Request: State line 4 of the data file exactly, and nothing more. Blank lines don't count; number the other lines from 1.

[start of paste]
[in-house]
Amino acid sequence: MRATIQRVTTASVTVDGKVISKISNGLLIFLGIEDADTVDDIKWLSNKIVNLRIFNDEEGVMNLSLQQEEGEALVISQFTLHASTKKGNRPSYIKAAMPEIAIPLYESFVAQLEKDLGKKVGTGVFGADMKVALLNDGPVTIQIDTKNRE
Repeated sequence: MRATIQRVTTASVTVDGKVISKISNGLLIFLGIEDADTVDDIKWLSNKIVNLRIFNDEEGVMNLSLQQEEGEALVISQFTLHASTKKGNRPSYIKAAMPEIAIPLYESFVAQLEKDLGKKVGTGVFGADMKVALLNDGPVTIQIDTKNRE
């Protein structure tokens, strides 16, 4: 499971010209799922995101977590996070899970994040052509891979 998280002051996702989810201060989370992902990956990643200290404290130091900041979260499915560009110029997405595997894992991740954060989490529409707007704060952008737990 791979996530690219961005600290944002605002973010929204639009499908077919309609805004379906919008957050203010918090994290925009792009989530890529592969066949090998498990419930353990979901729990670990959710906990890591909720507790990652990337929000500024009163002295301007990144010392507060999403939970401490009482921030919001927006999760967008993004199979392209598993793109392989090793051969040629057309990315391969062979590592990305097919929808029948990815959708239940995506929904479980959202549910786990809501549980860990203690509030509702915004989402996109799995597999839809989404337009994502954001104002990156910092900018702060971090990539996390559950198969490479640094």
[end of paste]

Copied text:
């Protein structure tokens, strides 16, 4: 499971010209799922995101977590996070899970994040052509891979 998280002051996702989810201060989370992902990956990643200290404290130091900041979260499915560009110029997405595997894992991740954060989490529409707007704060952008737990 791979996530690219961005600290944002605002973010929204639009499908077919309609805004379906919008957050203010918090994290925009792009989530890529592969066949090998498990419930353990979901729990670990959710906990890591909720507790990652990337929000500024009163002295301007990144010392507060999403939970401490009482921030919001927006999760967008993004199979392209598993793109392989090793051969040629057309990315391969062979590592990305097919929808029948990815959708239940995506929904479980959202549910786990809501549980860990203690509030509702915004989402996109799995597999839809989404337009994502954001104002990156910092900018702060971090990539996390559950198969490479640094």